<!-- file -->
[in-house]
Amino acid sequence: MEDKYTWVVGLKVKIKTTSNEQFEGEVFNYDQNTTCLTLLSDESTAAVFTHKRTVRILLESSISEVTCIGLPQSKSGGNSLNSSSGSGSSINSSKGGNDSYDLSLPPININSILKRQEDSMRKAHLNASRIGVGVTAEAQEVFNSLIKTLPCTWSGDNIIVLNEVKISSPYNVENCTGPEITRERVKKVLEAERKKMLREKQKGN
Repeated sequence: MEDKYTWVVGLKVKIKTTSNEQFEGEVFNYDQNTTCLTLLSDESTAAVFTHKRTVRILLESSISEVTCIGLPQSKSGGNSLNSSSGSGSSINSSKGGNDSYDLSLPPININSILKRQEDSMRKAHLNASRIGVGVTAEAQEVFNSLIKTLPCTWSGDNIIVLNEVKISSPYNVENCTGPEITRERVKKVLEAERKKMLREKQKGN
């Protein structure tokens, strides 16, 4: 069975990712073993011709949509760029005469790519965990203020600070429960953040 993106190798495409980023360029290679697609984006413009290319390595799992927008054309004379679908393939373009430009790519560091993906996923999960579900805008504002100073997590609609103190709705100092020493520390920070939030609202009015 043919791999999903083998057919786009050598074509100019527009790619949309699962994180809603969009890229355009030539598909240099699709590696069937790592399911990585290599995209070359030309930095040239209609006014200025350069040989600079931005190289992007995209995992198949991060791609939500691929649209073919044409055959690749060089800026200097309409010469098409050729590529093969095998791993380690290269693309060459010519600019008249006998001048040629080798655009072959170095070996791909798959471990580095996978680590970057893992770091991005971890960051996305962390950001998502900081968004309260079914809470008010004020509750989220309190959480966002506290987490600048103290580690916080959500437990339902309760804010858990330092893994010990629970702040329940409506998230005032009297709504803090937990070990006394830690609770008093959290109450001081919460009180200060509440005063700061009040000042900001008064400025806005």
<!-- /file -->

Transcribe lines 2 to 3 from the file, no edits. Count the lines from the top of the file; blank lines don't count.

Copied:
Amino acid sequence: MEDKYTWVVGLKVKIKTTSNEQFEGEVFNYDQNTTCLTLLSDESTAAVFTHKRTVRILLESSISEVTCIGLPQSKSGGNSLNSSSGSGSSINSSKGGNDSYDLSLPPININSILKRQEDSMRKAHLNASRIGVGVTAEAQEVFNSLIKTLPCTWSGDNIIVLNEVKISSPYNVENCTGPEITRERVKKVLEAERKKMLREKQKGN
Repeated sequence: MEDKYTWVVGLKVKIKTTSNEQFEGEVFNYDQNTTCLTLLSDESTAAVFTHKRTVRILLESSISEVTCIGLPQSKSGGNSLNSSSGSGSSINSSKGGNDSYDLSLPPININSILKRQEDSMRKAHLNASRIGVGVTAEAQEVFNSLIKTLPCTWSGDNIIVLNEVKISSPYNVENCTGPEITRERVKKVLEAERKKMLREKQKGN